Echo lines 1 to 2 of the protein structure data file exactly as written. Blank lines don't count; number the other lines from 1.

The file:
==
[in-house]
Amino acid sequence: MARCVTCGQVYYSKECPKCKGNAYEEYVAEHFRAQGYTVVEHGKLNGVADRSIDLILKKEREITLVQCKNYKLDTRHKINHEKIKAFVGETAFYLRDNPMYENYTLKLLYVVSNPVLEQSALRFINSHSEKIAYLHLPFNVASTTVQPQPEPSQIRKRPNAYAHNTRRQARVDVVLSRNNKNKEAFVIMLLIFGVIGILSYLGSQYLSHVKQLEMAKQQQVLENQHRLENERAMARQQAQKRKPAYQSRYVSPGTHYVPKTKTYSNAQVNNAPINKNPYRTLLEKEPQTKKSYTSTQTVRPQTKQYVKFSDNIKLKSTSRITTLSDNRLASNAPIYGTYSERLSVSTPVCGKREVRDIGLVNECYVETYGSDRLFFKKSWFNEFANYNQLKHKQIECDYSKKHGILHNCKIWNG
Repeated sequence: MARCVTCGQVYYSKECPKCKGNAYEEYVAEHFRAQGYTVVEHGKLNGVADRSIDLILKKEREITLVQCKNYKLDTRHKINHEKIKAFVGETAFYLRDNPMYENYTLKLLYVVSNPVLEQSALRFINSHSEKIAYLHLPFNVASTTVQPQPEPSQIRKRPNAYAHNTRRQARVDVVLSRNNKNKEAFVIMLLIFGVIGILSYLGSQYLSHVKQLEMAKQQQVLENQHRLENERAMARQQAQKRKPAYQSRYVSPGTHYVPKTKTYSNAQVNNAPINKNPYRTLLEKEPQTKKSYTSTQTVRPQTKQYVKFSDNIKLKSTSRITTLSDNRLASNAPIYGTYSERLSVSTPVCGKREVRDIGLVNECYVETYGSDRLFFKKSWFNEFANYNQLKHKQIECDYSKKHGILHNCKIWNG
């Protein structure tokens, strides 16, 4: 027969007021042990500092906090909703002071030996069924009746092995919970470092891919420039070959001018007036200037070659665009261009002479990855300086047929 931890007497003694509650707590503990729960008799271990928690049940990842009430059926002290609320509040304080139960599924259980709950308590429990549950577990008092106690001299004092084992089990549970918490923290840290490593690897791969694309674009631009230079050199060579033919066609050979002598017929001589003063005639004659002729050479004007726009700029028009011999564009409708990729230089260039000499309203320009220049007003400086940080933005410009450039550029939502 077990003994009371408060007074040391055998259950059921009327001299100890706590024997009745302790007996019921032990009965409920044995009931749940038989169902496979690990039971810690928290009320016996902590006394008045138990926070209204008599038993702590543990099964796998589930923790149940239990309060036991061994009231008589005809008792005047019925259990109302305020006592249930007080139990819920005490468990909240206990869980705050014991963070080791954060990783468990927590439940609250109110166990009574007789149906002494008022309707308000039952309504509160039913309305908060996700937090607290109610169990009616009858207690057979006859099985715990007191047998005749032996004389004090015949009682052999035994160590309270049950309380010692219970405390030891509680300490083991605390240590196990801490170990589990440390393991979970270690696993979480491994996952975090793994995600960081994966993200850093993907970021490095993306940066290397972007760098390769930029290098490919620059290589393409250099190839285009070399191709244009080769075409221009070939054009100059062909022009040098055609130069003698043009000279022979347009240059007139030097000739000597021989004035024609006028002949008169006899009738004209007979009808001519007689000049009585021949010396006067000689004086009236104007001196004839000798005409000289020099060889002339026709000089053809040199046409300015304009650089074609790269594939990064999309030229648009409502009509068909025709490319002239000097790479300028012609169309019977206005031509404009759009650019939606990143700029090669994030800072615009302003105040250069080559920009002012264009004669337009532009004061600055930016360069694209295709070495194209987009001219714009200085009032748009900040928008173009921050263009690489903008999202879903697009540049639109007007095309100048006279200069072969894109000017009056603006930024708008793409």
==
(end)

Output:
[in-house]
Amino acid sequence: MARCVTCGQVYYSKECPKCKGNAYEEYVAEHFRAQGYTVVEHGKLNGVADRSIDLILKKEREITLVQCKNYKLDTRHKINHEKIKAFVGETAFYLRDNPMYENYTLKLLYVVSNPVLEQSALRFINSHSEKIAYLHLPFNVASTTVQPQPEPSQIRKRPNAYAHNTRRQARVDVVLSRNNKNKEAFVIMLLIFGVIGILSYLGSQYLSHVKQLEMAKQQQVLENQHRLENERAMARQQAQKRKPAYQSRYVSPGTHYVPKTKTYSNAQVNNAPINKNPYRTLLEKEPQTKKSYTSTQTVRPQTKQYVKFSDNIKLKSTSRITTLSDNRLASNAPIYGTYSERLSVSTPVCGKREVRDIGLVNECYVETYGSDRLFFKKSWFNEFANYNQLKHKQIECDYSKKHGILHNCKIWNG